Consistency is critical and many larger retailers have quality procedures to check or spot check products as they hit their distribution centres. If you’re found to be supplying sub-standard goods then, at best, you get hit with an invoice penalty or at worst you lose your supplier status altogether. We have quite thorough quality-checking mechanisms in place – checking, double checking and triple checking. We will not let products through if they’re not good enough and we try to put ourselves in the shoes of the very end customer who might buy the products as a gift and be utterly disappointed when they get home only to find things are not what they should be. It takes a lot more work than small-batch production but it’s not worth risking letting products go if you’re not happy with them.
The detail is absolutely critical if you want to come out of the order with any profit. There’s no point in working with larger retailers if there’s no profit to reinvest into the company and new products.
How does dealing with large wholesale orders affect your creative process?
The scenarios for larger orders are different to one-offs and small-batch production – we perhaps have to consider production techniques far more than before and very much earlier in the process. If you get your costing wrong over a few products, then the damage can be minimal, but if you’re wrong across thousands then it can be catastrophic for a small business. Creatively speaking, this can make for a very challenging process, but it makes you think much more deeply and not to be so casual. Anthropologie have a very distinct style and place in the market and they protect their product line and image fiercely; as a result they constantly push us for new products and things which can’t be found anywhere else. Again, this is challenging and constant, but that’s exactly what we need and what we should be about as a design-led gift company.
It’s worth noting that when it comes to seasonal buying with larger retailers, the buying seasons are so much earlier and we need to respond to that when we’re designing. We now think nothing of designing and producing for Christmas in January and February – it’s weird to begin with but something you get used to.
What was your experience of exporting to the US?
It’s like anything really, the first time is a minefield and very much a hand-holding exercise. We tried not to bother Anthropologie too much with our naivety, however we didn’t feel as though we couldn’t ask for their help when we needed it. Once you’re on your fourth or fifth order, it becomes second nature, as long as you remain thorough and ensure you meet their fairly stringent requirements.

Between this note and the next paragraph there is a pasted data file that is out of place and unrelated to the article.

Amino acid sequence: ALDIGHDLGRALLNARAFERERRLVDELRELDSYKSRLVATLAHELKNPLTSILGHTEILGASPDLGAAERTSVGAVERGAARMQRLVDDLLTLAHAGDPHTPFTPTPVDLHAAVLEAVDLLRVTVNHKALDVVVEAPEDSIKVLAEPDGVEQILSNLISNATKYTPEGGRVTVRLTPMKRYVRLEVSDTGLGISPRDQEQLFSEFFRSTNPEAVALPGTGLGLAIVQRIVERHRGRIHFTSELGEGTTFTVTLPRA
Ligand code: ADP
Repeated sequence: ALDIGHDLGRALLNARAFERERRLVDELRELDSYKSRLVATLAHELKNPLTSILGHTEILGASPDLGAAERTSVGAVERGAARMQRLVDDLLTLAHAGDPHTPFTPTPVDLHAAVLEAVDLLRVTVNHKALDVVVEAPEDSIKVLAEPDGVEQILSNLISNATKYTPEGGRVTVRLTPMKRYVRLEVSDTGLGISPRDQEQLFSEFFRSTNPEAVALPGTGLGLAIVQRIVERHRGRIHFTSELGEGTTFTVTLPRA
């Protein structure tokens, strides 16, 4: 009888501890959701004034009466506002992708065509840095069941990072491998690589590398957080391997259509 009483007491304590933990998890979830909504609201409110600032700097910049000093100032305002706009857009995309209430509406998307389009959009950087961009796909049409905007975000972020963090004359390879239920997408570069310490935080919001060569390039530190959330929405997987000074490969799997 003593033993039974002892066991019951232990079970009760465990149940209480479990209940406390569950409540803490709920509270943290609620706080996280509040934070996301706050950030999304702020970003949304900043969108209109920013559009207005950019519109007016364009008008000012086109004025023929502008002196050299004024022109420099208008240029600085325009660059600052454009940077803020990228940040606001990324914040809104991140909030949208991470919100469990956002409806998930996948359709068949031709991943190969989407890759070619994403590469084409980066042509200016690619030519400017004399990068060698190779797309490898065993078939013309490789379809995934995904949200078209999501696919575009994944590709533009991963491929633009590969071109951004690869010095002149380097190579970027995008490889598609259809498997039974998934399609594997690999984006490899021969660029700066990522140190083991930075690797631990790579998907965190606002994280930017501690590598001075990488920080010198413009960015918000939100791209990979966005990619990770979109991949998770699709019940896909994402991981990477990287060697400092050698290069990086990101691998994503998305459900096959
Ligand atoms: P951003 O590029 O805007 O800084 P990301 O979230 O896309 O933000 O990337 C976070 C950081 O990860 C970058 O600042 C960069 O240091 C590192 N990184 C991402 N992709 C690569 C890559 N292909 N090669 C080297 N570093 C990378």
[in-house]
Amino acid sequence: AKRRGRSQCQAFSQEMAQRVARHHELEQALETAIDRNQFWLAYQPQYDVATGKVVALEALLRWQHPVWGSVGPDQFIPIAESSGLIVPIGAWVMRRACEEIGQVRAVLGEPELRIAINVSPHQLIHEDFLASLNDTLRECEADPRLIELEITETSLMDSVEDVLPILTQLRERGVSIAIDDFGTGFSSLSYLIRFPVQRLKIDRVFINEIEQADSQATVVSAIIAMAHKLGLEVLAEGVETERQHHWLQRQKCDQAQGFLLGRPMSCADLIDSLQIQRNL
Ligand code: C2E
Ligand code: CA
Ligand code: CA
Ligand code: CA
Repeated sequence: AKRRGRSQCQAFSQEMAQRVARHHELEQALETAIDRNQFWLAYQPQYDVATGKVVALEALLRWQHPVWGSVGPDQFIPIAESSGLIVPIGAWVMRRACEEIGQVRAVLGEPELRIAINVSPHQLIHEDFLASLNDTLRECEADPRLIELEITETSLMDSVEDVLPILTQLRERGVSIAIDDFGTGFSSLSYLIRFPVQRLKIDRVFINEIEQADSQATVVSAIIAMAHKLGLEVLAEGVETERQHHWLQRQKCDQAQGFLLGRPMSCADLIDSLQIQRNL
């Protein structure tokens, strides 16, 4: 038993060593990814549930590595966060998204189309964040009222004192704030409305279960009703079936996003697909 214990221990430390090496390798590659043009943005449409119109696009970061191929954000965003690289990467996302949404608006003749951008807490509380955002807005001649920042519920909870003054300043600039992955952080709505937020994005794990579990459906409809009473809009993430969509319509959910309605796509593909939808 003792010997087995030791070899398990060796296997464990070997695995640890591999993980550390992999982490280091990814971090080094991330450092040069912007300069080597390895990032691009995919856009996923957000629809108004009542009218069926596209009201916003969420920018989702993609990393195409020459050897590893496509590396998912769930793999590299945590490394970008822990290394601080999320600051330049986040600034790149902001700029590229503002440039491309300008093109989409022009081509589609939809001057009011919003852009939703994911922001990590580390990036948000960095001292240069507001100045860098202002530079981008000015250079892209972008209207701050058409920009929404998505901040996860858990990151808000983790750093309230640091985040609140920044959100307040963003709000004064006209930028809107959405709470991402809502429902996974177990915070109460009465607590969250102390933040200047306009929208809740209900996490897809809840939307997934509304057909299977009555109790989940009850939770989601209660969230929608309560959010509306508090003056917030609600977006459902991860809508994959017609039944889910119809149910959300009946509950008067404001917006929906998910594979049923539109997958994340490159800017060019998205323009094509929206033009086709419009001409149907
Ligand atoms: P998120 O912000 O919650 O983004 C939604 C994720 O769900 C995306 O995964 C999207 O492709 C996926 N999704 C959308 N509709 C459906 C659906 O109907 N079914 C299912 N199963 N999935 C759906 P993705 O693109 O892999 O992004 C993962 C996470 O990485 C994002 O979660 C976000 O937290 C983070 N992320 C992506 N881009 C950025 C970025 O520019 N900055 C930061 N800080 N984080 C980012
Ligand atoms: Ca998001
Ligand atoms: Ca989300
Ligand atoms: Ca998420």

Have you got any advice for other small designers thinking of exporting their work?
Read through all the documentation and don’t be overawed by the volume of paperwork and customs requirements – it does get easier. I remember we had a shipment that went through two borders and was stopped on both occasions because our commercial invoices and packing slips didn’t match. It was fairly nerve-racking at the time, but we did resolve it. A good relationship with you freight company is worth its weight in these circumstances.
Consistency is critical and many larger retailers have quality procedures to spot check products. If you’re found to be supplying sub-standard goods then you can get hit with an invoice penalty or lose your supplier status altogether.
Were you prepared for your success?
No, not at all! We were very much unprepared for this level of production – although we’re pretty experienced with working with high-profile customers from previous jobs, it’s quite different when it comes to designing and selling your own products. I still think our systems have some way to go before they are robust enough to deal with higher-volume orders. For now, we’ll keep taking the orders and figuring out how to fulfil them as we go along. It’s probably not recommended, as it can create a high-pressured situation, but we seem to get by OK.
Is there anything you wish you’d known or done before you were first approached?
Yes, be more prepared! There’s always so much to learn and get your head around, but nothing is insurmountable.
Has it led to other exciting things?
To be quite honest, we’re just thrilled we’re still working with Anthropologie and that the relationship is developing and growing stronger. There have been orders from other retailers – large and small – who have seen us in Anthropologie, which is fantastic, but we’re satisfied and happy to keep producing unique and beautiful products for Anthropologie on the basis of keeping them as a customer. If you’re getting us all mushy, the really exciting thing is seeing our own work on the shelves of such a well-respected retailer, we’re still pinching ourselves, even now.
Did the order give you an excuse to visit the US stores and see your work on their shelves…
Ha! We so wish it did give us enough of an excuse to jump on a plane. There was talk earlier in the year about heading to their offices but that’s been put on hold while we fulfil orders and come up with new products for them. You never know, though, we may be jetting off to see them at some point. I think for this year, we’ve done enough travelling.